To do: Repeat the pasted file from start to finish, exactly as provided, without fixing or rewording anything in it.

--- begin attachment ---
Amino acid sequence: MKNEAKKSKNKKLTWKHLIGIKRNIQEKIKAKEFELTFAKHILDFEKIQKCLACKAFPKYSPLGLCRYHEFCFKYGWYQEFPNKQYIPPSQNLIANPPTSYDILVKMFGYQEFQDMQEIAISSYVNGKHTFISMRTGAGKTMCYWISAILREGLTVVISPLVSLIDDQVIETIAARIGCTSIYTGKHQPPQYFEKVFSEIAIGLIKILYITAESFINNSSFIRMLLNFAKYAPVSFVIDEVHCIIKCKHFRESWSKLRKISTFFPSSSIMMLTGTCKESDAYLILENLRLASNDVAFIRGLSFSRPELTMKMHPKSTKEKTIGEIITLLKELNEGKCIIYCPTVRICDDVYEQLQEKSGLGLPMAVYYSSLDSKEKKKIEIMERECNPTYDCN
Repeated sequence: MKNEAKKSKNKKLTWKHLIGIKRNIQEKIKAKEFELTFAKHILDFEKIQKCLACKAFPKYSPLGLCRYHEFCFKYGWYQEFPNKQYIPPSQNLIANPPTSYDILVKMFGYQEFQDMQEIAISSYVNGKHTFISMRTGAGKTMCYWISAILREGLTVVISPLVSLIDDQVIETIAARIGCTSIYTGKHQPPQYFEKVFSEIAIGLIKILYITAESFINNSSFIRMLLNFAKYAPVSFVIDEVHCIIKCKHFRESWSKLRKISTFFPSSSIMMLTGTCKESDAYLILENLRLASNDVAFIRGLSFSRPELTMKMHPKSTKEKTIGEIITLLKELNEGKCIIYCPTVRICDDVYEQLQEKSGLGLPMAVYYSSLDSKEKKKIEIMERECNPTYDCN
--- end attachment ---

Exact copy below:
Amino acid sequence: MKNEAKKSKNKKLTWKHLIGIKRNIQEKIKAKEFELTFAKHILDFEKIQKCLACKAFPKYSPLGLCRYHEFCFKYGWYQEFPNKQYIPPSQNLIANPPTSYDILVKMFGYQEFQDMQEIAISSYVNGKHTFISMRTGAGKTMCYWISAILREGLTVVISPLVSLIDDQVIETIAARIGCTSIYTGKHQPPQYFEKVFSEIAIGLIKILYITAESFINNSSFIRMLLNFAKYAPVSFVIDEVHCIIKCKHFRESWSKLRKISTFFPSSSIMMLTGTCKESDAYLILENLRLASNDVAFIRGLSFSRPELTMKMHPKSTKEKTIGEIITLLKELNEGKCIIYCPTVRICDDVYEQLQEKSGLGLPMAVYYSSLDSKEKKKIEIMERECNPTYDCN
Repeated sequence: MKNEAKKSKNKKLTWKHLIGIKRNIQEKIKAKEFELTFAKHILDFEKIQKCLACKAFPKYSPLGLCRYHEFCFKYGWYQEFPNKQYIPPSQNLIANPPTSYDILVKMFGYQEFQDMQEIAISSYVNGKHTFISMRTGAGKTMCYWISAILREGLTVVISPLVSLIDDQVIETIAARIGCTSIYTGKHQPPQYFEKVFSEIAIGLIKILYITAESFINNSSFIRMLLNFAKYAPVSFVIDEVHCIIKCKHFRESWSKLRKISTFFPSSSIMMLTGTCKESDAYLILENLRLASNDVAFIRGLSFSRPELTMKMHPKSTKEKTIGEIITLLKELNEGKCIIYCPTVRICDDVYEQLQEKSGLGLPMAVYYSSLDSKEKKKIEIMERECNPTYDCN